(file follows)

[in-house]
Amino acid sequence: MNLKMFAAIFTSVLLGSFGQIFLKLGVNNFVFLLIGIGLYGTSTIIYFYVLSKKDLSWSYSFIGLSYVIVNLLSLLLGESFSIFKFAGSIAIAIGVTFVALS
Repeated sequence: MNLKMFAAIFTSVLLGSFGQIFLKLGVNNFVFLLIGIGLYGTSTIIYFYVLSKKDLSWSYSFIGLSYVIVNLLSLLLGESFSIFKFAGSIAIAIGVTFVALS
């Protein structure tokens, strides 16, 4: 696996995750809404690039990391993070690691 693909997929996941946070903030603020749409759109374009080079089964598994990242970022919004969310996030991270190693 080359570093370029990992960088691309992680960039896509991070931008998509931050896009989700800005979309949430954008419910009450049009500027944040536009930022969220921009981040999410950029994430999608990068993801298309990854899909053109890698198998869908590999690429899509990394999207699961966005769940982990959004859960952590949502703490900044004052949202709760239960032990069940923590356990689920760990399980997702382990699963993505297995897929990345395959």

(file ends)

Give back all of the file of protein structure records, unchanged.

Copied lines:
[in-house]
Amino acid sequence: MNLKMFAAIFTSVLLGSFGQIFLKLGVNNFVFLLIGIGLYGTSTIIYFYVLSKKDLSWSYSFIGLSYVIVNLLSLLLGESFSIFKFAGSIAIAIGVTFVALS
Repeated sequence: MNLKMFAAIFTSVLLGSFGQIFLKLGVNNFVFLLIGIGLYGTSTIIYFYVLSKKDLSWSYSFIGLSYVIVNLLSLLLGESFSIFKFAGSIAIAIGVTFVALS
């Protein structure tokens, strides 16, 4: 696996995750809404690039990391993070690691 693909997929996941946070903030603020749409759109374009080079089964598994990242970022919004969310996030991270190693 080359570093370029990992960088691309992680960039896509991070931008998509931050896009989700800005979309949430954008419910009450049009500027944040536009930022969220921009981040999410950029994430999608990068993801298309990854899909053109890698198998869908590999690429899509990394999207699961966005769940982990959004859960952590949502703490900044004052949202709760239960032990069940923590356990689920760990399980997702382990699963993505297995897929990345395959």